Close-Up: Adland called upon to save Brits from swine flu

Campaign asked advertising creatives to give their opinions on the Government's recent swine flu campaign from DDB.

- George Prest, executive creative director, Delaney Lund Knox Warren

Earlier today, I got sent an e-mail. It was titled "Latest Swine Flu Casualty" and it contained a picture of Kermit the Frog lying dead in the gutter with the caption: "And we all know who gave it to him."

It made me laugh and, for a couple of seconds, punctured the hysteria that seems to have gripped the civilised world over a flu bug that may or may not have started with a young boy in Mexico who is now absolutely fine. The madness has been astonishing, laughable even. Which is why this NHS swine flu campaign is so good. It takes the issue seriously but deals with it in a calm way. It delivers the facts and presents a humble solution.

It couldn't be clearer; my four-year-old son chases his two-year-old brother around the kitchen with an imaginary spear, shouting: "Catch it. Bin it. Kill it." This may be a statement of how much TV we watch as a family, but it also attests to a message that is brutally simple.

And it came out so quickly. There was no tangible delay between the fourth estate going crazy and the NHS putting them in a straitjacket.

Should we worry that it's not particularly creative? I don't think so. That wasn't the brief here. Leave that to the guys who have enough time to write the Kermit gags.

It's NHS advertising at its best, a good use of government money and a much-needed dampening down of the tabloid fires. Well done, DDB. Well done, the Government. And hopefully Kleenex has some nice tactical work lined up as well.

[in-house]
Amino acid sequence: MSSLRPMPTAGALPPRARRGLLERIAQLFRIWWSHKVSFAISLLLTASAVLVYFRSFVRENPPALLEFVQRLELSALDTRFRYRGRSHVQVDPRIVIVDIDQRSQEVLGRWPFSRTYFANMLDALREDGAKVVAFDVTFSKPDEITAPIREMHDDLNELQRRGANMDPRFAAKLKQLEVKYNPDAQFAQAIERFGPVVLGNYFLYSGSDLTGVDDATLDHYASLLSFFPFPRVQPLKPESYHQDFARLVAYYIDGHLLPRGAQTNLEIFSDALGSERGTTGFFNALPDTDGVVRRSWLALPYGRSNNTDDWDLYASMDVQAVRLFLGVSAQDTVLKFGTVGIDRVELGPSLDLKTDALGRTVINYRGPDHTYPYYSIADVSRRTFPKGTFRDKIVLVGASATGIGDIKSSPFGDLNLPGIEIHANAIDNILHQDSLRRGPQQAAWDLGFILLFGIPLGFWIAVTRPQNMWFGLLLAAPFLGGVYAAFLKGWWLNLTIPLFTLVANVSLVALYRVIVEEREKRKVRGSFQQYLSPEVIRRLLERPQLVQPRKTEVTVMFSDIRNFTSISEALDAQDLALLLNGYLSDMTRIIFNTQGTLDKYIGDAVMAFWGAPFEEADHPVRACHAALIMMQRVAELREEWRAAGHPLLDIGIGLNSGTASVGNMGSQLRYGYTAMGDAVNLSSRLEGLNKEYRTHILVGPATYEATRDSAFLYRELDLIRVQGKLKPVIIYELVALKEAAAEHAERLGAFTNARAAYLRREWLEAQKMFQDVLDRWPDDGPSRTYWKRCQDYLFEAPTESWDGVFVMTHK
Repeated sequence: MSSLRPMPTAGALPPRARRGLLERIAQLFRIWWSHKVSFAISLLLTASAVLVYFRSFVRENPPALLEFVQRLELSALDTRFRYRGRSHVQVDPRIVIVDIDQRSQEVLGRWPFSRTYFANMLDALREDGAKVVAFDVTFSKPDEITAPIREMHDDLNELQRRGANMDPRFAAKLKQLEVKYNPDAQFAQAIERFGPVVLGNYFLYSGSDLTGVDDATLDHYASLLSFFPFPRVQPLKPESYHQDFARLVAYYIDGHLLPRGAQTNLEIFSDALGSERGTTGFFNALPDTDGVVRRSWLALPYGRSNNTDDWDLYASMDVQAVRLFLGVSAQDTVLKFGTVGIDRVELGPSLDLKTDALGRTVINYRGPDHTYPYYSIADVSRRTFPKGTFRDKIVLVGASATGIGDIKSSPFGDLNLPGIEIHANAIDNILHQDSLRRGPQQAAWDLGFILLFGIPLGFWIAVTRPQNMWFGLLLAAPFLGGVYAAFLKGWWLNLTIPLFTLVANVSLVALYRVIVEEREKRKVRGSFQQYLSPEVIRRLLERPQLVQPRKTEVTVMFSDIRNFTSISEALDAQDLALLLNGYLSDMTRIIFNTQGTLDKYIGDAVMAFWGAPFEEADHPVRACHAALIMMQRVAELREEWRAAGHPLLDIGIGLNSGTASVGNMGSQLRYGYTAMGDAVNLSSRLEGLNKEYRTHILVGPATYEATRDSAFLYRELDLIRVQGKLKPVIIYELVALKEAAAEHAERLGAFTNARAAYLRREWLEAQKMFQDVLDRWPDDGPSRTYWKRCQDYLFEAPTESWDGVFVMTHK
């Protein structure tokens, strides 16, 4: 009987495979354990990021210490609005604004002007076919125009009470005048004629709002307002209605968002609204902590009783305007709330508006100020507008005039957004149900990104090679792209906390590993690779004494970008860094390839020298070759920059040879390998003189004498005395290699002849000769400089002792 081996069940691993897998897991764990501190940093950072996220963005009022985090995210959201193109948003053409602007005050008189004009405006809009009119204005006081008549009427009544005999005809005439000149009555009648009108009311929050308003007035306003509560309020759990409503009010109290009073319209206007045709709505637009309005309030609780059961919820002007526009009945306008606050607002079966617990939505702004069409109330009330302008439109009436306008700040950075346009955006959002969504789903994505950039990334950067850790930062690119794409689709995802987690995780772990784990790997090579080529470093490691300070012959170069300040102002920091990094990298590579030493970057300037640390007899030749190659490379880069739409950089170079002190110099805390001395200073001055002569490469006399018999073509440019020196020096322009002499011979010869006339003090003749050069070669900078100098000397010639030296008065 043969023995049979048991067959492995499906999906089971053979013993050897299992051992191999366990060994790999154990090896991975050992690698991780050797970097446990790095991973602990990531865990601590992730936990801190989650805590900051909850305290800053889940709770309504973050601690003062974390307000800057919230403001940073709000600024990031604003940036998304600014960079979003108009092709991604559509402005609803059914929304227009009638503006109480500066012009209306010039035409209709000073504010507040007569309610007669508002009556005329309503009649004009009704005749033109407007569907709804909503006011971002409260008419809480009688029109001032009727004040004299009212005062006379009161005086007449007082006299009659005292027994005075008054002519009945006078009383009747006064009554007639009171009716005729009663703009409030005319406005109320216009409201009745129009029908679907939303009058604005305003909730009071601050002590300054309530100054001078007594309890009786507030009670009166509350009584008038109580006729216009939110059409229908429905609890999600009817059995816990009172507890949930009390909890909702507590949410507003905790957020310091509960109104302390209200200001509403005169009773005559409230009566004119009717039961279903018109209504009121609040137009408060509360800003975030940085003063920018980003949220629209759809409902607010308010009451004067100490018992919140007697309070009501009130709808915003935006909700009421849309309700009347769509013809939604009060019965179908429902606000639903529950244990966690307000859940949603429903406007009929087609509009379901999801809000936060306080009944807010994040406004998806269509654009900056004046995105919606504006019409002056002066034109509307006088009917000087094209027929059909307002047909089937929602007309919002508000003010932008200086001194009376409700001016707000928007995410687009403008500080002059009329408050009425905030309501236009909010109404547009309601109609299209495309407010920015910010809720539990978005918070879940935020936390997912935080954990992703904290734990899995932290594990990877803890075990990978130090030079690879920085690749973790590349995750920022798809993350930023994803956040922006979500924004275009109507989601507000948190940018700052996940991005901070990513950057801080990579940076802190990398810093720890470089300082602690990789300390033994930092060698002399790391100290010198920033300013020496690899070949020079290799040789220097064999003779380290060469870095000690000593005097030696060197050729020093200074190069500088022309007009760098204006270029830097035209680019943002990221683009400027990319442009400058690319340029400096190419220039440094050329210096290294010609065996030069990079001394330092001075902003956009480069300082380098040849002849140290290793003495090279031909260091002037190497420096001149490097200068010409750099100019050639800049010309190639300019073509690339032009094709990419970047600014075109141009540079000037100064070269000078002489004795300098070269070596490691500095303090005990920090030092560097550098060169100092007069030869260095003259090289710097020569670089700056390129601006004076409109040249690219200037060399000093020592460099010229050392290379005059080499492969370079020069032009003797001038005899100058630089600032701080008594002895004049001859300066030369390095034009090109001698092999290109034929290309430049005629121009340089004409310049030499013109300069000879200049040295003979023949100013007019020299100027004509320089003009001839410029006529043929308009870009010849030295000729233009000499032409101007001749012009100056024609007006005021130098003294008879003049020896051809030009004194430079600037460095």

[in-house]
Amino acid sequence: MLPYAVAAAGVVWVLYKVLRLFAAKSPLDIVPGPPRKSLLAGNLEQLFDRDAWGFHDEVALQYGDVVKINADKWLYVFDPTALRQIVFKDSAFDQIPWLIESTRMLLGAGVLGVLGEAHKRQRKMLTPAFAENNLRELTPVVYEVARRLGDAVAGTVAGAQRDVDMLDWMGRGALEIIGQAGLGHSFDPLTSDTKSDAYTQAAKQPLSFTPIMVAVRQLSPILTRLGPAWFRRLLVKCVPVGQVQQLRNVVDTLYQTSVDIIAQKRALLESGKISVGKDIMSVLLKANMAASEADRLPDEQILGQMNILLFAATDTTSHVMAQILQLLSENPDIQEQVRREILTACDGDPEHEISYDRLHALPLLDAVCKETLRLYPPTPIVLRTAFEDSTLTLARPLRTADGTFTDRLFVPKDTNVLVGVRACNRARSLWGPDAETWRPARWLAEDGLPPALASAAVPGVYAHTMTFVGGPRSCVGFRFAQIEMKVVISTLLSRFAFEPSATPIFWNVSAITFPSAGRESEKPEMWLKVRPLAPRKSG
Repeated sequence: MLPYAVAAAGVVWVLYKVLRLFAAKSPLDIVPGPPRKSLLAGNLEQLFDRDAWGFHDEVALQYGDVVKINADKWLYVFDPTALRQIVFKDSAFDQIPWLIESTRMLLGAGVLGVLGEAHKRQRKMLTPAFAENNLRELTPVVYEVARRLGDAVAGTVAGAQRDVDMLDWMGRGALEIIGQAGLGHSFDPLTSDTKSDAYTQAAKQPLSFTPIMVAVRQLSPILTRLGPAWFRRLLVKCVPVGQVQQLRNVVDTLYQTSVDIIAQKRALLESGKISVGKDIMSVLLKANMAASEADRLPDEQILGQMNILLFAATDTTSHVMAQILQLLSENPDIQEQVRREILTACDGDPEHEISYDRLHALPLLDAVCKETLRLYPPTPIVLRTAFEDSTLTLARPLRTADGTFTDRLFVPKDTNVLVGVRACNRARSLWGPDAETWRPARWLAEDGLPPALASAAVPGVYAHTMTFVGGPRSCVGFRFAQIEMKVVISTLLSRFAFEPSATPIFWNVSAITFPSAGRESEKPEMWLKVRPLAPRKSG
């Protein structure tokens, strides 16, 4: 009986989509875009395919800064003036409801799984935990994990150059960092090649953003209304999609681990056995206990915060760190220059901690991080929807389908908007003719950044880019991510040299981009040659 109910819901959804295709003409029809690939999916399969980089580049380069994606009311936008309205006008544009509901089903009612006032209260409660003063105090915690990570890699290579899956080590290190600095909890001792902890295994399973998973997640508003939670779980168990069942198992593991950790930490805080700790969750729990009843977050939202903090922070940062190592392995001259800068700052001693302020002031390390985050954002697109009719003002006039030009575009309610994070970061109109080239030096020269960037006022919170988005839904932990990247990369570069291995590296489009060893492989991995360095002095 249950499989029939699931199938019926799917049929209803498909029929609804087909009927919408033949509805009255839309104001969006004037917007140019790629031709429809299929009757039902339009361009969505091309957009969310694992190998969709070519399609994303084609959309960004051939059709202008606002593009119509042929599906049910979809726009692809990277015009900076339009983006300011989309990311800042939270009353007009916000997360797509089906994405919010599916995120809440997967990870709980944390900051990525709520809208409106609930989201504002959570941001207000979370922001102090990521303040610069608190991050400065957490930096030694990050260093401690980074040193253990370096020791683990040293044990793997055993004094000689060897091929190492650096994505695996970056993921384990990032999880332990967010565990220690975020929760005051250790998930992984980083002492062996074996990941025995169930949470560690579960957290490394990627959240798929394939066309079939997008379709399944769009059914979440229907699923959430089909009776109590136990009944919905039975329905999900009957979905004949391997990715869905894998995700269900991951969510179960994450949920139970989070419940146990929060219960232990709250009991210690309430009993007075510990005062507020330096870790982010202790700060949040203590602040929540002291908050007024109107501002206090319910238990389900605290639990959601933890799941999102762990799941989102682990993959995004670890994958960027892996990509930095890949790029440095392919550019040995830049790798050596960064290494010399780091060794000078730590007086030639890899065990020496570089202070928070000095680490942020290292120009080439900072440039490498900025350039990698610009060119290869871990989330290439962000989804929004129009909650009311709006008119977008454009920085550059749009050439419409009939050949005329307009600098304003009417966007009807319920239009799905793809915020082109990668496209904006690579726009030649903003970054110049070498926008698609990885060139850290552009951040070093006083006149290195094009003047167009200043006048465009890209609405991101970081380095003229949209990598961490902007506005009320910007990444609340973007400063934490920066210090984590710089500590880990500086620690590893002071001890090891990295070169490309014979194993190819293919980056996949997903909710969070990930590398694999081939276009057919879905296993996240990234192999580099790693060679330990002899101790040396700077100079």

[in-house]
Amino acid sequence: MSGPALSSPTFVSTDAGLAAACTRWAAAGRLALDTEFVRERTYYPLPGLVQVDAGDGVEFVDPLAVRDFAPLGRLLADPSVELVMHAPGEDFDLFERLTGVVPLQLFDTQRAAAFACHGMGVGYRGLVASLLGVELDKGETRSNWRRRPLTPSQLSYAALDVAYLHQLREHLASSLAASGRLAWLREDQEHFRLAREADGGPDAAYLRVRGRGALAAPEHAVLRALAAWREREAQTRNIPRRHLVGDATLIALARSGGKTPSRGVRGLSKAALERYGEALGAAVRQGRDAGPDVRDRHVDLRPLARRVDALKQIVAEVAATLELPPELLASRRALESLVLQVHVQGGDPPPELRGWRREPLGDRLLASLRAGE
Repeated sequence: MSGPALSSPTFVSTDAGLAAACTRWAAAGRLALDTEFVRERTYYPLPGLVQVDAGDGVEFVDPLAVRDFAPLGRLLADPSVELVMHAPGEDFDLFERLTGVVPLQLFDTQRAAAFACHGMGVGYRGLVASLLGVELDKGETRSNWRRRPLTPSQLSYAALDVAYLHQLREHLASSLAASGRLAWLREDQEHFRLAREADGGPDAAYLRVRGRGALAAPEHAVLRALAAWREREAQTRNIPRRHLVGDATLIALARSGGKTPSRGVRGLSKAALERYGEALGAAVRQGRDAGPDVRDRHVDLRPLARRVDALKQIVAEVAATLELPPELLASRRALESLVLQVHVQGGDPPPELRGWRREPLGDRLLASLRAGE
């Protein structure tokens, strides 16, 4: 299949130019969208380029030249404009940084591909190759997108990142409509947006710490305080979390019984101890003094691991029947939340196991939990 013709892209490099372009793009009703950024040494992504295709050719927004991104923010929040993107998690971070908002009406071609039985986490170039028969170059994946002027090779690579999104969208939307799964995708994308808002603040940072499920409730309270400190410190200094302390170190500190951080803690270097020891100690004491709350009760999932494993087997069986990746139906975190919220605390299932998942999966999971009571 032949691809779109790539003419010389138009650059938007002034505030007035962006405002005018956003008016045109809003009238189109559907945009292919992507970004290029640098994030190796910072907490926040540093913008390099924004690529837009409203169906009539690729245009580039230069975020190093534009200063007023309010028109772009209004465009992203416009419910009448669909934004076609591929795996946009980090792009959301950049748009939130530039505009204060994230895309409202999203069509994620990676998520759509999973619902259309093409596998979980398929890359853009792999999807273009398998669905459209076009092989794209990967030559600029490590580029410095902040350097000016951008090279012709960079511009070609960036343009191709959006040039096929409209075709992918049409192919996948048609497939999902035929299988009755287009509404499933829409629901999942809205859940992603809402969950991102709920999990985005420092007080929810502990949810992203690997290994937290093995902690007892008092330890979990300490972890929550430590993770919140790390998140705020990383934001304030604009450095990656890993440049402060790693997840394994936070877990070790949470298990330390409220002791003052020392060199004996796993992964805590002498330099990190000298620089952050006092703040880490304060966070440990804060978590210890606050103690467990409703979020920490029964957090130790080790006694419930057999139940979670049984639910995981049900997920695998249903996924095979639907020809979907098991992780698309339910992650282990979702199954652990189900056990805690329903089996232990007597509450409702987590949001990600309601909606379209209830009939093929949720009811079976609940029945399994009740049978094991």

- Steve Aldridge, creative partner and chairman, Partners Andrews Aldridge

In circumstances like this - a potential pandemic - I believe the relevant debate is not around whether it's a good piece of creative thinking and execution. It's more about how successful it is at delivering critical information to the entire nation, regardless of age, race, educational attainment or whatever.

All I need after seeing this campaign, and in particular the national door-drop, is to understand what I need to do as a result of seeing or receiving it. In short, I think it does that very well.

In my opinion, all communication should inspire, involve and inform. This is all about informing. It's also interesting when the thing you are talking about is the lead story on the news. The nation is looking to the advertising to give them the information they crave. I think the thing it does really well is act as a counterpoint to the news, so rather than talk about potential deaths, it dramatises the details, the small but real things that can help spread the virus. This is work that is well executed and I think achieved a real effect, in that the people in my office were talking about the TV ad and the door-drop. Not as aesthetic pieces, but about the content. And that must be a good thing.